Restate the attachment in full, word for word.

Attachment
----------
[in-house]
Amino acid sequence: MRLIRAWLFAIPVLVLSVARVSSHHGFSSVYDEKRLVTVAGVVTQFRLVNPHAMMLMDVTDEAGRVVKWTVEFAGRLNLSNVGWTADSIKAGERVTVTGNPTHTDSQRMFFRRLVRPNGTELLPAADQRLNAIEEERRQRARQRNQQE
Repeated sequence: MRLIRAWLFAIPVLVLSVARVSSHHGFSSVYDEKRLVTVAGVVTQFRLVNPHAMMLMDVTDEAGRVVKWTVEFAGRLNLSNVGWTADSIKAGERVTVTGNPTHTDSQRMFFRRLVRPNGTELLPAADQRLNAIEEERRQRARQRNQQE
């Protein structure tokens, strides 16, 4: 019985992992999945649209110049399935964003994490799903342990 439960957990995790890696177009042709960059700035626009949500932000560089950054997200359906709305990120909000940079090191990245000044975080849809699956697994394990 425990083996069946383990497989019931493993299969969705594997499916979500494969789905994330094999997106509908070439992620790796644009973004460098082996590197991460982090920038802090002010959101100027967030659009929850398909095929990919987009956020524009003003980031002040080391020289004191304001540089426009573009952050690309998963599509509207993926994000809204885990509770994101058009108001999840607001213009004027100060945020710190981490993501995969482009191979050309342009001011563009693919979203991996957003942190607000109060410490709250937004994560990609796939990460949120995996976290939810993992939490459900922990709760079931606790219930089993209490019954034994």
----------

[in-house]
Amino acid sequence: MRLIRAWLFAIPVLVLSVARVSSHHGFSSVYDEKRLVTVAGVVTQFRLVNPHAMMLMDVTDEAGRVVKWTVEFAGRLNLSNVGWTADSIKAGERVTVTGNPTHTDSQRMFFRRLVRPNGTELLPAADQRLNAIEEERRQRARQRNQQE
Repeated sequence: MRLIRAWLFAIPVLVLSVARVSSHHGFSSVYDEKRLVTVAGVVTQFRLVNPHAMMLMDVTDEAGRVVKWTVEFAGRLNLSNVGWTADSIKAGERVTVTGNPTHTDSQRMFFRRLVRPNGTELLPAADQRLNAIEEERRQRARQRNQQE
């Protein structure tokens, strides 16, 4: 019985992992999945649209110049399935964003994490799903342990 439960957990995790890696177009042709960059700035626009949500932000560089950054997200359906709305990120909000940079090191990245000044975080849809699956697994394990 425990083996069946383990497989019931493993299969969705594997499916979500494969789905994330094999997106509908070439992620790796644009973004460098082996590197991460982090920038802090002010959101100027967030659009929850398909095929990919987009956020524009003003980031002040080391020289004191304001540089426009573009952050690309998963599509509207993926994000809204885990509770994101058009108001999840607001213009004027100060945020710190981490993501995969482009191979050309342009001011563009693919979203991996957003942190607000109060410490709250937004994560990609796939990460949120995996976290939810993992939490459900922990709760079931606790219930089993209490019954034994």